A longitudinal study established a link between different ultraviolet (UV) exposure measures in children, such as the number of waterside vacations or sunburns, and biomarkers of melanoma risk, such as the number of freckles or moles that develop during childhood, according to data published in Cancer Epidemiology, Biomarkers & Prevention, a journal of the American Association for Cancer Research.
“Early-life UV exposure that confers risk for melanoma also plays a role in development of moles or melanocytic nevi, which can be both a biomarker for melanoma risk and occasionally an immediate precursor,” said Neil Box, PhD, assistant professor in the Department of Dermatology at the University of Colorado in Denver.
The study showed that children with certain combinations of the blue eye-color gene variant and genetic variants that cause red hair are particularly susceptible to the formation of freckles and moles as they take waterside vacations early in life.
“Our research demonstrates that longitudinal studies are a powerful way to find and characterize gene-environment interactions,” Box said. “These findings are an important step toward identifying high-risk groups for melanoma based on genotype and sun exposure history.
“Our data could potentially help produce refined guidelines or recommendations for UV exposure behaviors in genetically high-risk children,” Box added.
Box and colleagues used DNA samples and information about sun-behavioral patterns from 477 non-Hispanic or Hispanic white children to evaluate the effect of different levels of sun exposure on mole and freckle formation in relation to genetic factors known to be associated with melanoma.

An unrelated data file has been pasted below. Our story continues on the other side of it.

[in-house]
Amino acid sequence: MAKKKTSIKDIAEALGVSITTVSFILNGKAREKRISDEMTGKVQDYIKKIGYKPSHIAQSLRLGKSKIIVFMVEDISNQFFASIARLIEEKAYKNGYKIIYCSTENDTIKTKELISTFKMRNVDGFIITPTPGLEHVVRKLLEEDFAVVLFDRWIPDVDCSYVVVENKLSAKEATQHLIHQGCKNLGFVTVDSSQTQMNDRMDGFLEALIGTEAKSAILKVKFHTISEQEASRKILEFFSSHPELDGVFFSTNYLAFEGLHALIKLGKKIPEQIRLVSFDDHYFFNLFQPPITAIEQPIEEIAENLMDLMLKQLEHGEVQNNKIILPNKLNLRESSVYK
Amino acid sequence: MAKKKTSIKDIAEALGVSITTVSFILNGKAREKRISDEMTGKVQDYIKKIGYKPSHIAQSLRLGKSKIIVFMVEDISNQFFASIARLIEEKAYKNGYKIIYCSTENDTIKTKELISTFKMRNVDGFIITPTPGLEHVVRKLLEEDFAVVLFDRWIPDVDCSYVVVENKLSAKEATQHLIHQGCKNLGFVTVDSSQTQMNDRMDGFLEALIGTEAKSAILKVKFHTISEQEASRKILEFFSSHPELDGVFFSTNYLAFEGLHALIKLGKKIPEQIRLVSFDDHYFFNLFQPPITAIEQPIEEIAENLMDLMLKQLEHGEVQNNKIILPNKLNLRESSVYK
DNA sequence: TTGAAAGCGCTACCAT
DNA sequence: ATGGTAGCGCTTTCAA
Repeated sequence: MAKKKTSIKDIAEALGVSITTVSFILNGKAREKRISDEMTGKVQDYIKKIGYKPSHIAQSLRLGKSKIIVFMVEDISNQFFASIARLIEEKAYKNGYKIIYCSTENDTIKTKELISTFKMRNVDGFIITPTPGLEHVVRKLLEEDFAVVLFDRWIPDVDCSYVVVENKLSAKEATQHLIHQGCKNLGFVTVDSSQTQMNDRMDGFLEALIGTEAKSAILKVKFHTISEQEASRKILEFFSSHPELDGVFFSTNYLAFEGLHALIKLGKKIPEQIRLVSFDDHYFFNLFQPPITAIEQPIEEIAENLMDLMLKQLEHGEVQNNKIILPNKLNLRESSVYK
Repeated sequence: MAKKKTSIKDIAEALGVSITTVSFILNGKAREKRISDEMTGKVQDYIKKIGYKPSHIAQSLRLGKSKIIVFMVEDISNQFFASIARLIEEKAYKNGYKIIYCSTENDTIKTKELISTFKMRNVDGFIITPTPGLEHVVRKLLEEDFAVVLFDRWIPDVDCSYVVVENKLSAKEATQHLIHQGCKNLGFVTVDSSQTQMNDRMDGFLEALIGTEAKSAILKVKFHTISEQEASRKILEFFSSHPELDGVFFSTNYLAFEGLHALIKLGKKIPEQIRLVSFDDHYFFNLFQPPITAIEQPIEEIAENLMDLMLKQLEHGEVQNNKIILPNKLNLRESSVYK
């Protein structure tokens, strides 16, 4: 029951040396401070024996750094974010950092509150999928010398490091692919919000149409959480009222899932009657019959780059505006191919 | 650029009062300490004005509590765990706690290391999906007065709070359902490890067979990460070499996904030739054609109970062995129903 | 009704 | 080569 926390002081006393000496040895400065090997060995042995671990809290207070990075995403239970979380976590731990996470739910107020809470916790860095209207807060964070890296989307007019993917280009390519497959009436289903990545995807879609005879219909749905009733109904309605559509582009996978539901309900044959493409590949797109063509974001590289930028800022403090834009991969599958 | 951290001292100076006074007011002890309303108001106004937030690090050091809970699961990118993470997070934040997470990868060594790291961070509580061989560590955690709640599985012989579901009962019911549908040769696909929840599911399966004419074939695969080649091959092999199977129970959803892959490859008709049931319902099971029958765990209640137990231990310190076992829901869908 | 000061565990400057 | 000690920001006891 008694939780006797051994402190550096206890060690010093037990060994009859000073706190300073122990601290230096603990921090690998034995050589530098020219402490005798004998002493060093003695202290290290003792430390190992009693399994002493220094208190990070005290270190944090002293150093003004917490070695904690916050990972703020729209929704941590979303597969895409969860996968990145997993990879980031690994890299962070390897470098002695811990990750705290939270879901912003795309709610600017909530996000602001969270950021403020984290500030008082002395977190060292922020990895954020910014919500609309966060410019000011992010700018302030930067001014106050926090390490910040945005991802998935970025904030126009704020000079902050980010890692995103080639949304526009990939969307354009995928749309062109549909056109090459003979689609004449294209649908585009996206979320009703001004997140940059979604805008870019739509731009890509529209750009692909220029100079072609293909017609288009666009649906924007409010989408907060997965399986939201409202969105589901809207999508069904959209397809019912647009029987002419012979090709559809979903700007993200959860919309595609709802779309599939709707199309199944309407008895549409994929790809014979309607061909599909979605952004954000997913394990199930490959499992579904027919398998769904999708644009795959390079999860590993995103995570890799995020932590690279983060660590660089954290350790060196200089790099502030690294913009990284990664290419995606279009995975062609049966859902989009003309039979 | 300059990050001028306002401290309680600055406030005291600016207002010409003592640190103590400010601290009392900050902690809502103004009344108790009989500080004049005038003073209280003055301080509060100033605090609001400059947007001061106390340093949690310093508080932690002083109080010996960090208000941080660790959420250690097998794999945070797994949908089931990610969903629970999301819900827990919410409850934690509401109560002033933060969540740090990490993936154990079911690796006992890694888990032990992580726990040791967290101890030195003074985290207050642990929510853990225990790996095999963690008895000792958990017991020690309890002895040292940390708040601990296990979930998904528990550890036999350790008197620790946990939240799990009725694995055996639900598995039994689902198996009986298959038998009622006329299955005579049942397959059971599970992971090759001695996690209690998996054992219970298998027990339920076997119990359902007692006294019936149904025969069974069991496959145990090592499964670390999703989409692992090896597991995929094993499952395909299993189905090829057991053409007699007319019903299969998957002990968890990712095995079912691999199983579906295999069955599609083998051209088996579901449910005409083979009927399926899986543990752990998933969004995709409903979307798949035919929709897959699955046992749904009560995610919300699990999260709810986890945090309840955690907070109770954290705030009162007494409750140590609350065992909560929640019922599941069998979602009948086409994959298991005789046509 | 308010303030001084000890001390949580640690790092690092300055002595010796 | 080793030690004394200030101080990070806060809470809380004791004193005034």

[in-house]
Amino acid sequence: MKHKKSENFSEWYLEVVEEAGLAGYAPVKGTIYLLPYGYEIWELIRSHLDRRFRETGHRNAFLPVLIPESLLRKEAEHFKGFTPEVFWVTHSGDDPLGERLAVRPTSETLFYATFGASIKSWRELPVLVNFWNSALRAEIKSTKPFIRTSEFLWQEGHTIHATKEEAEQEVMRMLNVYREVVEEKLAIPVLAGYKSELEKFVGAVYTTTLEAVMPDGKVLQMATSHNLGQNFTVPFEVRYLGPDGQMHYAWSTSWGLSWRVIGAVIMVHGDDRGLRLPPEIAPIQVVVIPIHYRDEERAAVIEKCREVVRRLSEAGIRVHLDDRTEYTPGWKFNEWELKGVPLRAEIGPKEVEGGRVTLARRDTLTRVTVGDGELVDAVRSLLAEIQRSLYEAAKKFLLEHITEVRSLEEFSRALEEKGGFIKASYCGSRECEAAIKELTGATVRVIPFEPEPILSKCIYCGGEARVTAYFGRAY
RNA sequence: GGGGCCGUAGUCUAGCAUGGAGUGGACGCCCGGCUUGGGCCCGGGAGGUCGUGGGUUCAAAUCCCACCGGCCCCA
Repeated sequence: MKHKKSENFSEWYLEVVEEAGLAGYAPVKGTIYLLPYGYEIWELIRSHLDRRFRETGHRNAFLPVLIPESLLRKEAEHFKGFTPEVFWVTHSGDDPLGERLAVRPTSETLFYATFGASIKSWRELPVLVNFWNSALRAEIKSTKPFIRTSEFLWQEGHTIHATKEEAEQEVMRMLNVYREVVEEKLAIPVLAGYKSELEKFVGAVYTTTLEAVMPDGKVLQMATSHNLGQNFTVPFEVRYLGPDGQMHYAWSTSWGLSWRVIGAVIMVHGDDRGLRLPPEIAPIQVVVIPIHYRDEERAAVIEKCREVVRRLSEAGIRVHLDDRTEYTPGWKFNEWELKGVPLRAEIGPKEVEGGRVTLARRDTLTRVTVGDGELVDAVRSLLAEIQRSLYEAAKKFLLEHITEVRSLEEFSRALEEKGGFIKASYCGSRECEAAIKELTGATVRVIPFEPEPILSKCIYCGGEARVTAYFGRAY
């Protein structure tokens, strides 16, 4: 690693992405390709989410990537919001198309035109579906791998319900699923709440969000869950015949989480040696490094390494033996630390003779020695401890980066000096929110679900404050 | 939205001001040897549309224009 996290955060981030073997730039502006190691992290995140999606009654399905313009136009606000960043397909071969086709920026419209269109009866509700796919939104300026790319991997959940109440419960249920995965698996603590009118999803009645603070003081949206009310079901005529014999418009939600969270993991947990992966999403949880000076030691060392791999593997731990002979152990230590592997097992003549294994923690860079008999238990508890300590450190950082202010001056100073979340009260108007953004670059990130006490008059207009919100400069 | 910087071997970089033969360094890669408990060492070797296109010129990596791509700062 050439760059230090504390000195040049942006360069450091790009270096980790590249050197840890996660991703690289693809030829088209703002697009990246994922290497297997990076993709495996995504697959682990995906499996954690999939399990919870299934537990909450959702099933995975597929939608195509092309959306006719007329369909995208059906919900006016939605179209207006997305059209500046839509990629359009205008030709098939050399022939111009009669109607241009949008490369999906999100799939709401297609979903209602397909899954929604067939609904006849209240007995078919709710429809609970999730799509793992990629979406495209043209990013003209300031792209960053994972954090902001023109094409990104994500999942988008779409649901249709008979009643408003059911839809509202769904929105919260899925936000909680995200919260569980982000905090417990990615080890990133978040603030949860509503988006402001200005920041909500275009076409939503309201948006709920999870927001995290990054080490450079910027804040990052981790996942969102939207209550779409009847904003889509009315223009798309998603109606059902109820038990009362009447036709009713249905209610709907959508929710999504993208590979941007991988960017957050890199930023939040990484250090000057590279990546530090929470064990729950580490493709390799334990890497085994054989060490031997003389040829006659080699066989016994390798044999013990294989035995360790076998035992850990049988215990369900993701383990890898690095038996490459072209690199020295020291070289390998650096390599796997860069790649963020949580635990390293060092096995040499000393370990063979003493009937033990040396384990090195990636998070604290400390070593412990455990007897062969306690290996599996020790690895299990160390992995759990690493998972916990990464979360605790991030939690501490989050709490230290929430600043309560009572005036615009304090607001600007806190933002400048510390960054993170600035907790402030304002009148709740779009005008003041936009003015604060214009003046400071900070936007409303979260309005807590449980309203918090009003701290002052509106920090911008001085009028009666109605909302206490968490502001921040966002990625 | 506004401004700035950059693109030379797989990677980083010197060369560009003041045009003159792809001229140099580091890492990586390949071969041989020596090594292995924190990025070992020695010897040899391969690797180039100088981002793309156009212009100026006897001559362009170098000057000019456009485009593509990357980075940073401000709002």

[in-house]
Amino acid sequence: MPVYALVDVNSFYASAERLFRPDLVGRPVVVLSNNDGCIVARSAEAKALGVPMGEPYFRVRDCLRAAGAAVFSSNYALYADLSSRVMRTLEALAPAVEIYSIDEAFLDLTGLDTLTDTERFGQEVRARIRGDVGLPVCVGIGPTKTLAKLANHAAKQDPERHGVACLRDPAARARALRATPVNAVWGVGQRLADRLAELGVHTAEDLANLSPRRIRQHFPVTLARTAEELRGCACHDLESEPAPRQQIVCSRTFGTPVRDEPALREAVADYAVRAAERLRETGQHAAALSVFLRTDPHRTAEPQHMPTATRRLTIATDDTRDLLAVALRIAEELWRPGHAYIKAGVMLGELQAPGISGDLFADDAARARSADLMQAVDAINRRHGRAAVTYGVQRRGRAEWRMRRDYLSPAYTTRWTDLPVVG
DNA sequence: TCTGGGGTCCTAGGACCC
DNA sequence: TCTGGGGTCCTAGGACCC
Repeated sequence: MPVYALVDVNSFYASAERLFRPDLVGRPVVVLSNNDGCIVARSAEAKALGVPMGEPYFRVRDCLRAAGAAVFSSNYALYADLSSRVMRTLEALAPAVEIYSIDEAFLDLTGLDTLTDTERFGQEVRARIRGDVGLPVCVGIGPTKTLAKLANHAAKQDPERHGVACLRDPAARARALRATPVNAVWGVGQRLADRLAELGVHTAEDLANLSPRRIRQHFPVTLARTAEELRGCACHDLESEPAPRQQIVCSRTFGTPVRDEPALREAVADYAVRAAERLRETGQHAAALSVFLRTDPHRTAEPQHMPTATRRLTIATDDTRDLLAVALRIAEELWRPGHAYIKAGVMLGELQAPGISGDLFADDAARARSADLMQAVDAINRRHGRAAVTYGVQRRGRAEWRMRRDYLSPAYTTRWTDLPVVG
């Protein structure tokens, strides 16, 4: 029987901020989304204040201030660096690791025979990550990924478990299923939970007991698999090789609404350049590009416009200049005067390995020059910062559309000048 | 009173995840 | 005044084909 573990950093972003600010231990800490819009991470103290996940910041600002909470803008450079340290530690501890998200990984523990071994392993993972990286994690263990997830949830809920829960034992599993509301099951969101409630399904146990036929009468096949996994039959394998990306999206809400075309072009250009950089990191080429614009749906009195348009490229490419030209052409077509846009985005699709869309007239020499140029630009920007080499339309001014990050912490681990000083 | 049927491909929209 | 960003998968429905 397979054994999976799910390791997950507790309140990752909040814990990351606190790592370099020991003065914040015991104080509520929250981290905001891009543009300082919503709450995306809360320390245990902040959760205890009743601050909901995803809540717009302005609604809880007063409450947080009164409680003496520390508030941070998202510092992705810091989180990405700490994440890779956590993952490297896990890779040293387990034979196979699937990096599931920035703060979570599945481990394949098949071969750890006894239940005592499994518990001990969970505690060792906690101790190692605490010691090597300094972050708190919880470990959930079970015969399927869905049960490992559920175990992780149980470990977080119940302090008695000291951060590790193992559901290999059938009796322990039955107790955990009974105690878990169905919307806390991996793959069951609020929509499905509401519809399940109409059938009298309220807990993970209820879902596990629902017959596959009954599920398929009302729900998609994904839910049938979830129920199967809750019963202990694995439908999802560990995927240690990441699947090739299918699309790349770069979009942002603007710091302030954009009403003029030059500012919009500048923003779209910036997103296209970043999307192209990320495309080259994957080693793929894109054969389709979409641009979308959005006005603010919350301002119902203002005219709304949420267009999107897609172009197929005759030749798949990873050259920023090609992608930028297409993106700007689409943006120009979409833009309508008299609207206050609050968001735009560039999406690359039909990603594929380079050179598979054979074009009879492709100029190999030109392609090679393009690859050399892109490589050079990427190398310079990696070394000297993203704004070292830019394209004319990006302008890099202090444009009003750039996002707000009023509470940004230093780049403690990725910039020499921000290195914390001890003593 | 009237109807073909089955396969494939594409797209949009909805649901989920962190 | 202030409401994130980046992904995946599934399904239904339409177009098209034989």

Following the children’s behavior from 2004 to 2008, the researchers discovered that the number of moles and freckle density increased among the children in each successive year. Additionally, total number of sunburns, waterside vacations, and chronic sun exposure increased each year. All of the measures of sun exposure contributed to increased freckle counts, and cumulative chronic UV exposure was a major driver of freckle development.
“We also found that children who are homozygous for the major blue eye-color gene variant are particularly susceptible to formation of moles as they take more waterside vacations in early life,” Box said. “Those kids with certain combinations of the blue eye-color variant and genetic variants that cause red hair color were also more likely to have larger moles as they sustained more sunburns.”
The study also demonstrated for the first time that children who have particular red hair color gene variants display significantly more freckles as they experience more waterside vacations.
According to Box, the results of this study start to identify specific behaviors that can be changed in children who are at high risk for melanoma in later life.
The study was conducted by the Colorado Kids Sun Care Program research team and was supported by grants from the National Institutes of Health. Box declares no conflicts of interest.